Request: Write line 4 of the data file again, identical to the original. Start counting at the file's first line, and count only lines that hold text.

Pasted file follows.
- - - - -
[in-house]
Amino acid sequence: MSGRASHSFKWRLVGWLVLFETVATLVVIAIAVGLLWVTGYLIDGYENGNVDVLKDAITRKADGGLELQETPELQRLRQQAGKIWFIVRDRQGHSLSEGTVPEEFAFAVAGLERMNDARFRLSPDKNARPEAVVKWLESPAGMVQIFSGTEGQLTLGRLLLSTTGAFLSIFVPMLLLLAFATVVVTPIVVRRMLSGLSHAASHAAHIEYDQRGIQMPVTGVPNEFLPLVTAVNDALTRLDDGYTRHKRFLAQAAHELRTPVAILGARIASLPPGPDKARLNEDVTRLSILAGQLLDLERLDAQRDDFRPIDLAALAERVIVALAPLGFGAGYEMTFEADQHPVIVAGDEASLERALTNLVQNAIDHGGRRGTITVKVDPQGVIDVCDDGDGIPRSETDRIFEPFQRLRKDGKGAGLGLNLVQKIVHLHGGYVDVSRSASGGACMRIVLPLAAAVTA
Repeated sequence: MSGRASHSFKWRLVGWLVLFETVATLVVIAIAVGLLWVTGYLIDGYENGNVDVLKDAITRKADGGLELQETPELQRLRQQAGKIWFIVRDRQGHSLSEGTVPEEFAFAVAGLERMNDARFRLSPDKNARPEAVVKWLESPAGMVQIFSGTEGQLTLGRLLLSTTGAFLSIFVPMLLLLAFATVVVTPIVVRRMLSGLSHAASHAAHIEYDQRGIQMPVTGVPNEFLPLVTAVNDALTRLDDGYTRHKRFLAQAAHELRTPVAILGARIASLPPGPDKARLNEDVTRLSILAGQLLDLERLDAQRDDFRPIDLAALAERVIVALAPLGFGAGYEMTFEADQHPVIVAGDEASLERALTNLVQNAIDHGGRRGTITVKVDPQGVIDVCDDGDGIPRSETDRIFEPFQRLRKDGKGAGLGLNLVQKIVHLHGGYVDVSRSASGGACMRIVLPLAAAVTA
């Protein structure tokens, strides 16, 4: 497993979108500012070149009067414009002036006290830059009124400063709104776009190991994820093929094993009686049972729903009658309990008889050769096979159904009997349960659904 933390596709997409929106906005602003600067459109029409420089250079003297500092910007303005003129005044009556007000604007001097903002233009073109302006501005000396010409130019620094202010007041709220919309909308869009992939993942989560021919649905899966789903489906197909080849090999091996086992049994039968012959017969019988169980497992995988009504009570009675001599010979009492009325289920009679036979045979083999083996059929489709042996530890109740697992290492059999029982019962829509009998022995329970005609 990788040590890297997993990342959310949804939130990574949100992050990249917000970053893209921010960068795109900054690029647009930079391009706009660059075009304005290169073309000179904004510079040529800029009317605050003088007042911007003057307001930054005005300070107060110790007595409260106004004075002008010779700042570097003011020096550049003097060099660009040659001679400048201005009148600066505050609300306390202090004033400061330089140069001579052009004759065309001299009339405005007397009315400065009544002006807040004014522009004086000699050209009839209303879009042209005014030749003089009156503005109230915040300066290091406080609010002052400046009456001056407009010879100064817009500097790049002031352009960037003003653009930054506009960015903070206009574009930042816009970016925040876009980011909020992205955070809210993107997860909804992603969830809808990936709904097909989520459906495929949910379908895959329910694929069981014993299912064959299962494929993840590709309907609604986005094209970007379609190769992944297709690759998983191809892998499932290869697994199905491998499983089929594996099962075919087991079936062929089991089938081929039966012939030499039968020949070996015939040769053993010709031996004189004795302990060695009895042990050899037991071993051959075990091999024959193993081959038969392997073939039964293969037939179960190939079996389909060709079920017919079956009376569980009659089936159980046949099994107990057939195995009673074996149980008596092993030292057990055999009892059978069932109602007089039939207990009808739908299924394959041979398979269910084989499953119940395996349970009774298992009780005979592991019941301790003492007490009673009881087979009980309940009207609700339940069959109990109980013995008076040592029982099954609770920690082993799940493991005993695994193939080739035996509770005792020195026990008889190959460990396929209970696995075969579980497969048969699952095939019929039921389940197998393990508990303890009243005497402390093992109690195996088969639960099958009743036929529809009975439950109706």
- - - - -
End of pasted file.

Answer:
């Protein structure tokens, strides 16, 4: 497993979108500012070149009067414009002036006290830059009124400063709104776009190991994820093929094993009686049972729903009658309990008889050769096979159904009997349960659904 933390596709997409929106906005602003600067459109029409420089250079003297500092910007303005003129005044009556007000604007001097903002233009073109302006501005000396010409130019620094202010007041709220919309909308869009992939993942989560021919649905899966789903489906197909080849090999091996086992049994039968012959017969019988169980497992995988009504009570009675001599010979009492009325289920009679036979045979083999083996059929489709042996530890109740697992290492059999029982019962829509009998022995329970005609 990788040590890297997993990342959310949804939130990574949100992050990249917000970053893209921010960068795109900054690029647009930079391009706009660059075009304005290169073309000179904004510079040529800029009317605050003088007042911007003057307001930054005005300070107060110790007595409260106004004075002008010779700042570097003011020096550049003097060099660009040659001679400048201005009148600066505050609300306390202090004033400061330089140069001579052009004759065309001299009339405005007397009315400065009544002006807040004014522009004086000699050209009839209303879009042209005014030749003089009156503005109230915040300066290091406080609010002052400046009456001056407009010879100064817009500097790049002031352009960037003003653009930054506009960015903070206009574009930042816009970016925040876009980011909020992205955070809210993107997860909804992603969830809808990936709904097909989520459906495929949910379908895959329910694929069981014993299912064959299962494929993840590709309907609604986005094209970007379609190769992944297709690759998983191809892998499932290869697994199905491998499983089929594996099962075919087991079936062929089991089938081929039966012939030499039968020949070996015939040769053993010709031996004189004795302990060695009895042990050899037991071993051959075990091999024959193993081959038969392997073939039964293969037939179960190939079996389909060709079920017919079956009376569980009659089936159980046949099994107990057939195995009673074996149980008596092993030292057990055999009892059978069932109602007089039939207990009808739908299924394959041979398979269910084989499953119940395996349970009774298992009780005979592991019941301790003492007490009673009881087979009980309940009207609700339940069959109990109980013995008076040592029982099954609770920690082993799940493991005993695994193939080739035996509770005792020195026990008889190959460990396929209970696995075969579980497969048969699952095939019929039921389940197998393990508990303890009243005497402390093992109690195996088969639960099958009743036929529809009975439950109706």